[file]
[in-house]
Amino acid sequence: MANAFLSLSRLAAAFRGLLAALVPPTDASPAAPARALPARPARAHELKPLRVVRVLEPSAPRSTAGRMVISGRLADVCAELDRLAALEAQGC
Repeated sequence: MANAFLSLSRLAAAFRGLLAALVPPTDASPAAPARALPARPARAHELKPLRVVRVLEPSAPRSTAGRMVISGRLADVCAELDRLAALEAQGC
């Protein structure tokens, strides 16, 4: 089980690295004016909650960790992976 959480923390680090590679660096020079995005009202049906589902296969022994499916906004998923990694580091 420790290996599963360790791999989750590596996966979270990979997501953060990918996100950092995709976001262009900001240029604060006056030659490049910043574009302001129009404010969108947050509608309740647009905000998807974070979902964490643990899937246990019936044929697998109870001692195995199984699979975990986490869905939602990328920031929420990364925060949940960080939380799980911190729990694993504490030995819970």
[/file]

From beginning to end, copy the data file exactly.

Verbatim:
[in-house]
Amino acid sequence: MANAFLSLSRLAAAFRGLLAALVPPTDASPAAPARALPARPARAHELKPLRVVRVLEPSAPRSTAGRMVISGRLADVCAELDRLAALEAQGC
Repeated sequence: MANAFLSLSRLAAAFRGLLAALVPPTDASPAAPARALPARPARAHELKPLRVVRVLEPSAPRSTAGRMVISGRLADVCAELDRLAALEAQGC
């Protein structure tokens, strides 16, 4: 089980690295004016909650960790992976 959480923390680090590679660096020079995005009202049906589902296969022994499916906004998923990694580091 420790290996599963360790791999989750590596996966979270990979997501953060990918996100950092995709976001262009900001240029604060006056030659490049910043574009302001129009404010969108947050509608309740647009905000998807974070979902964490643990899937246990019936044929697998109870001692195995199984699979975990986490869905939602990328920031929420990364925060949940960080939380799980911190729990694993504490030995819970």